This tomato base can now be used for all sorts of things.
-       Simply reheat and serve with fresh pasta
-        Use in place of crushed or tinned tomatoes for bolognase, chilli con carne,, minestrone, etc…
-        Reduce the liquid by cooking it down in a large frying pan to make pizza sauce
-        Add to more sautéed onions & garlic, some red lentils and even some roasted capsicum or other veggies, pour over stock or water, cook until the legumes are soft then puree to make a delicious soup. Top with coriander and feta to serve.
-        Use as layers in a lasagna (esp. veggie lasagna – yum!)
-        Place some good quality sausages (or veggie alternative, like whole baby zucchini or tofu) in a roasting dish, ½ cover with the roasted tomatoes & bake until sausages are well cooked
Too easy!

Oh yes - if you were wondering what the green stuff is in the top photo - it's kale. I use it for green smoothies in the morning but I also love eating it with pasta, so I fried some up with a bit more garlic, chilli and olive oil, then added some of the roasted tomatoes for my pasta sauce this evening. Add to that a bit of chilli pecorino & you're in business!

Monday, February 13, 2012

No more meals.... for now.

Ginny’s Kitchen is no longer producing meals – but that doesn’t necessarily spell THE END for the GK business.
The other day I scrubbed the words "Ginny’s Kitchen – Food on the Fly” off my sign on the fence. I could have just taken the whole thing down but I love the heart logo that my friend Kate designed, and I wanted to leave it up there.
We live on a busy corner, and I like the fact that visitors and locals drive past every day, seeing a symbol of love standing out there for no particular reason. Some people might know it went with my kitchen, but most will have no idea what it means, and so I hope that it just makes them feel a little bit warmer on the inside, remembering love, especially in a beautiful place like Red Hill.

Underneath the sign, we’ve actually got a new sign, advertising local avocados. Maybe people will think that’s what the heart is about? We’ve struck a great deal with the avocado grower where we get a regular supply of his produce in exchange for displaying his sign, so I don’t mind him taking advantage of the love heart at all!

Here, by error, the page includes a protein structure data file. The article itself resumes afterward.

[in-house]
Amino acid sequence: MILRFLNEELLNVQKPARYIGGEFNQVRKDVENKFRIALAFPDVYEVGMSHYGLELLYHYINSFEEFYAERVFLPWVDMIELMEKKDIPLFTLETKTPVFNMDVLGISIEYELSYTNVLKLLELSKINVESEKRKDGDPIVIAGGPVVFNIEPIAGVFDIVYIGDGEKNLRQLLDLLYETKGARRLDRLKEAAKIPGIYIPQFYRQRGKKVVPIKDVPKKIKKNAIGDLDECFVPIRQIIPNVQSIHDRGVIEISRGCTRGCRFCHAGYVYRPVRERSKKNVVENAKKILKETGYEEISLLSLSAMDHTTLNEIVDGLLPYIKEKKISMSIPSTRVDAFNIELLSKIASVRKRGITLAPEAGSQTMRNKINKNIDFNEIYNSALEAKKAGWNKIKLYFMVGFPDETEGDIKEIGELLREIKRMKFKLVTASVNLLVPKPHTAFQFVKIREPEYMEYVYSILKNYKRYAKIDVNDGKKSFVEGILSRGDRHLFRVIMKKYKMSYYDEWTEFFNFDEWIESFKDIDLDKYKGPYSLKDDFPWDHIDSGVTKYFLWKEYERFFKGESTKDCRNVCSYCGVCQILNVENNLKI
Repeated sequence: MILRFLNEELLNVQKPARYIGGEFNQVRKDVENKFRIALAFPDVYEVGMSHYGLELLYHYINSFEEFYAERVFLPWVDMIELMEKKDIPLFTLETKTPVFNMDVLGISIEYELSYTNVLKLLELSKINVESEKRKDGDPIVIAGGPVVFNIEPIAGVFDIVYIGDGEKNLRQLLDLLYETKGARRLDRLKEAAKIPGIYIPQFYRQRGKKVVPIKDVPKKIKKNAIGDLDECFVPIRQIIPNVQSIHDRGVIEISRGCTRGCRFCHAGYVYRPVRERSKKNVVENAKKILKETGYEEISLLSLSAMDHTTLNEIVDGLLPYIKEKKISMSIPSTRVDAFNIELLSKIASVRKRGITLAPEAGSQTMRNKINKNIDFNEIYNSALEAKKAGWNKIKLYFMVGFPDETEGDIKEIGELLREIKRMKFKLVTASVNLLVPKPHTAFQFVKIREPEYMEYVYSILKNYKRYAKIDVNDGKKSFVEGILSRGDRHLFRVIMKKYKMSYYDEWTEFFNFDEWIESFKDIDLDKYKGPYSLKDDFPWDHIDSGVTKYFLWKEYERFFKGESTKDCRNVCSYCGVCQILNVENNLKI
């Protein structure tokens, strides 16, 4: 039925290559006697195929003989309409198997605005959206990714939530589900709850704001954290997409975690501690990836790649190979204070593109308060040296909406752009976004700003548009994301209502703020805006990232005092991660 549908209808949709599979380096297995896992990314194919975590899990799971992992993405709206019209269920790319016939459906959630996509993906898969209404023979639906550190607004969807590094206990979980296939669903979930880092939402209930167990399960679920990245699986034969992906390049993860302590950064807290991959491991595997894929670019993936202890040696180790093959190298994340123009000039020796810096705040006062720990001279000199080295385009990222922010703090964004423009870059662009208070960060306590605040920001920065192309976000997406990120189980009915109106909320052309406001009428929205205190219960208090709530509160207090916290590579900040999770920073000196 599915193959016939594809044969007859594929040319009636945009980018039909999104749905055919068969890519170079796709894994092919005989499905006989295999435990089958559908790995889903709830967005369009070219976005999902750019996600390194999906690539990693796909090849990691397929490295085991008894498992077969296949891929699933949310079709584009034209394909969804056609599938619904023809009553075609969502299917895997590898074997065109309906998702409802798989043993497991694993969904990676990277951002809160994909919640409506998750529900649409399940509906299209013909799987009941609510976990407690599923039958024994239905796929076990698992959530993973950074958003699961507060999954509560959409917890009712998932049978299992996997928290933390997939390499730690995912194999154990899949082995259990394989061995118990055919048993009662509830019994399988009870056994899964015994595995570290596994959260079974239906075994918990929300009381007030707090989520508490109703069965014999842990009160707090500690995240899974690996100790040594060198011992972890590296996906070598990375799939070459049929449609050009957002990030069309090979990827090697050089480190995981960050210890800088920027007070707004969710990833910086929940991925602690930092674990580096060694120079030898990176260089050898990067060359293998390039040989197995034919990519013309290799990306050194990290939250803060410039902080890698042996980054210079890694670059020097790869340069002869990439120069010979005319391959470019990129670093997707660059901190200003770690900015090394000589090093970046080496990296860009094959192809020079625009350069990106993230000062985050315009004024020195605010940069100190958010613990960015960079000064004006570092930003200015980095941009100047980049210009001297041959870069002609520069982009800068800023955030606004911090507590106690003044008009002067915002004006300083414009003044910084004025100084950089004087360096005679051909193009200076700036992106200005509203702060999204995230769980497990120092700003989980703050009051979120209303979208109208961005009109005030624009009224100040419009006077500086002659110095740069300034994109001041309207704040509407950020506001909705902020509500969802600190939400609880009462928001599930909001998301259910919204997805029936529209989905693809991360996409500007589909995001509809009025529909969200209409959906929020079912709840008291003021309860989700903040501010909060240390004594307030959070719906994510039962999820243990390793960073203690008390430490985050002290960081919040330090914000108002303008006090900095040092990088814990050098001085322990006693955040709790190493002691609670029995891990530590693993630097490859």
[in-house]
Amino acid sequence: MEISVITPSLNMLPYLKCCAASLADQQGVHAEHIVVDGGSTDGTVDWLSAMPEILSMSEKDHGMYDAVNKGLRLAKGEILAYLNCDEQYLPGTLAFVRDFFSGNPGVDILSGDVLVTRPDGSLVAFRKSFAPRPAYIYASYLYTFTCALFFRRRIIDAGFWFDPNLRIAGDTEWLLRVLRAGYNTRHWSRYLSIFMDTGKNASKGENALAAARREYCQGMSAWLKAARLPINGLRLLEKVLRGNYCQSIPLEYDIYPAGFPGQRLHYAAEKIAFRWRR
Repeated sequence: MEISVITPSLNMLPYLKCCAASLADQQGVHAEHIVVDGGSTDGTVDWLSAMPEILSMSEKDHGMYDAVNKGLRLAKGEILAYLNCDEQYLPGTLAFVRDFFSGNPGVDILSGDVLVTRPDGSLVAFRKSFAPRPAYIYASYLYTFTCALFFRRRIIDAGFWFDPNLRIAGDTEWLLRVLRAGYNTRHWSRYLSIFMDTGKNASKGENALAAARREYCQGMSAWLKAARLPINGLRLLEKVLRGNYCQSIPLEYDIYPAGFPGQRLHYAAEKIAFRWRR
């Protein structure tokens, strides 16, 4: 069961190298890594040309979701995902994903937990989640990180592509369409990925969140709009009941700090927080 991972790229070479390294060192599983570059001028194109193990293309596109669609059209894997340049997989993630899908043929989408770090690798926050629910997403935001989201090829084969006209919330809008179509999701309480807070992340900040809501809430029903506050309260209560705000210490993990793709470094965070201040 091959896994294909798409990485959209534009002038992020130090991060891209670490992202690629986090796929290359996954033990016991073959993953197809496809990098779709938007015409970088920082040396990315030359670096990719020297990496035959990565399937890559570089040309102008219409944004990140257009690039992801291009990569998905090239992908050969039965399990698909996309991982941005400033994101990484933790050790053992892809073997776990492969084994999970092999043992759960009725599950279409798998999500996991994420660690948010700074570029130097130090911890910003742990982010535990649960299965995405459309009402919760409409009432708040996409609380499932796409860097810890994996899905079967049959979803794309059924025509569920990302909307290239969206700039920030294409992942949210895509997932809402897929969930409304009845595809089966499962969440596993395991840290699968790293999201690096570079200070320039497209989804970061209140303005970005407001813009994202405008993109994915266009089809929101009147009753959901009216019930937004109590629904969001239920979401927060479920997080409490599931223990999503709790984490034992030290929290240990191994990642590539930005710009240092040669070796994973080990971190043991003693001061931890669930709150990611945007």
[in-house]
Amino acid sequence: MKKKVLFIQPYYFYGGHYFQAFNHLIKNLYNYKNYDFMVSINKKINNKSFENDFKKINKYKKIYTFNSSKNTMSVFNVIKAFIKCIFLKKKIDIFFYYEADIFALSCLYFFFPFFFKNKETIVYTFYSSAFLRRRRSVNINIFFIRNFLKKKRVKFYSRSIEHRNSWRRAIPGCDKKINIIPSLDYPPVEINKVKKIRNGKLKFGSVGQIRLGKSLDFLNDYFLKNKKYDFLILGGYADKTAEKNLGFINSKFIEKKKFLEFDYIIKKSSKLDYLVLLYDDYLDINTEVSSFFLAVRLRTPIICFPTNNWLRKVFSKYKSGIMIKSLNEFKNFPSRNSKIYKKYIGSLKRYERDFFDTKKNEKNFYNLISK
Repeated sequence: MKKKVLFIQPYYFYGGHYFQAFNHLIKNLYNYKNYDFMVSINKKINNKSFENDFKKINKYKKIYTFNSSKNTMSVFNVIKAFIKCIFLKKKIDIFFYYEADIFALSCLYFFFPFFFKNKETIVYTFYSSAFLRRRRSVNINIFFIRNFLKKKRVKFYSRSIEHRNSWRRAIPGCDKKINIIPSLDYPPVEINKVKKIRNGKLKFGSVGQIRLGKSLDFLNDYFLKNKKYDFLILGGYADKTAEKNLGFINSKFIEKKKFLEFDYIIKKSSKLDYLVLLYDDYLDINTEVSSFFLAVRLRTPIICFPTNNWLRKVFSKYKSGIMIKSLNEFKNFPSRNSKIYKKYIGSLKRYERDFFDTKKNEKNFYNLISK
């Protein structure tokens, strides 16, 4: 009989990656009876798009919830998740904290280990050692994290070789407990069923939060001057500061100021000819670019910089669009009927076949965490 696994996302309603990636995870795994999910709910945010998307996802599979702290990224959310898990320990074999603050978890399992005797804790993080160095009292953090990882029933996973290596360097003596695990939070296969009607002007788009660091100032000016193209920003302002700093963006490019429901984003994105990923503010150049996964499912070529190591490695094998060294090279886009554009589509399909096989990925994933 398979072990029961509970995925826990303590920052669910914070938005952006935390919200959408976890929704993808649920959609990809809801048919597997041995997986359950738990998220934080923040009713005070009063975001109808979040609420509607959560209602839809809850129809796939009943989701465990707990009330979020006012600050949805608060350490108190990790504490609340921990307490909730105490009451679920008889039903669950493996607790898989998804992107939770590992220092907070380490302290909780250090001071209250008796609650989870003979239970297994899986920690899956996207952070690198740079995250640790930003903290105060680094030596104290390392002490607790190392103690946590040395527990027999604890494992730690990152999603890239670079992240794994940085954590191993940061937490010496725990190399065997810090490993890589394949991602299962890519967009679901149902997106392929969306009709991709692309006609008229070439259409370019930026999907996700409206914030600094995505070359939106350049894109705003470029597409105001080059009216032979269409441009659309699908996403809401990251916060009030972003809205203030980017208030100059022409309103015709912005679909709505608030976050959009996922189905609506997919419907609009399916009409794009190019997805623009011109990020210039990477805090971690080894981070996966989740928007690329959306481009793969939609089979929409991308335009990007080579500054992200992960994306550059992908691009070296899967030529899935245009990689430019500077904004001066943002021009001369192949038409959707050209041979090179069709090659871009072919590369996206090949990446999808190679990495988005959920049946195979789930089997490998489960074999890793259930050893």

So what’s going to happen to Ginny’s Kitchen?

After all the hard work of last year – hours spent developing labels and recipes and “the brand” I don’t intend to leave it all behind, but I had to make a choice between regular employment (I’m a public servant in my other life) and lots of cooking, and for now the regular employment has won out.

I got to a point where I needed to be able to grow the business in order to make it worth while, but I didn’t have enough time to do that (as well as cook, work, run a family and have some time to myself!), and towards the end of the year I began to feel like I wasn’t doing anything well.

It is a little frustrating, as there are plenty of opportunities to grow the meals business in all sorts of directions, but now that I’ve stopped doing it, I actually feel kind of relieved. The blurred lines between home and work didn’t suit me. I need to find another way to be creative and lucrative – outside of my precious family life.

Food is my creative outlet. It’s appealing to me because it has a tangible product at the end of your hard work, and it’s usually something that others appreciate. I enjoyed having a wider audience to share my love of cooking with, but once it became hard work, I stopped enjoying it as much. And since I’ve stopped cooking for the business, I’ve been taking enormous pleasure in tending my veggie garden, cooking simple salads and BBQs, and playing with my kids

Eating well is a life-long passion and pursuit, which I hope I can continue to share with others in as many ways as possible. In my other work I still get to do this through Community Kitchens ( I also want to get better a sharing thoughts and recipes on this blog. I can cook for my friends and family and then I will just have to wait and see what the future has in store…

Anyone got a good recipe for avocados (other than guacamole!)?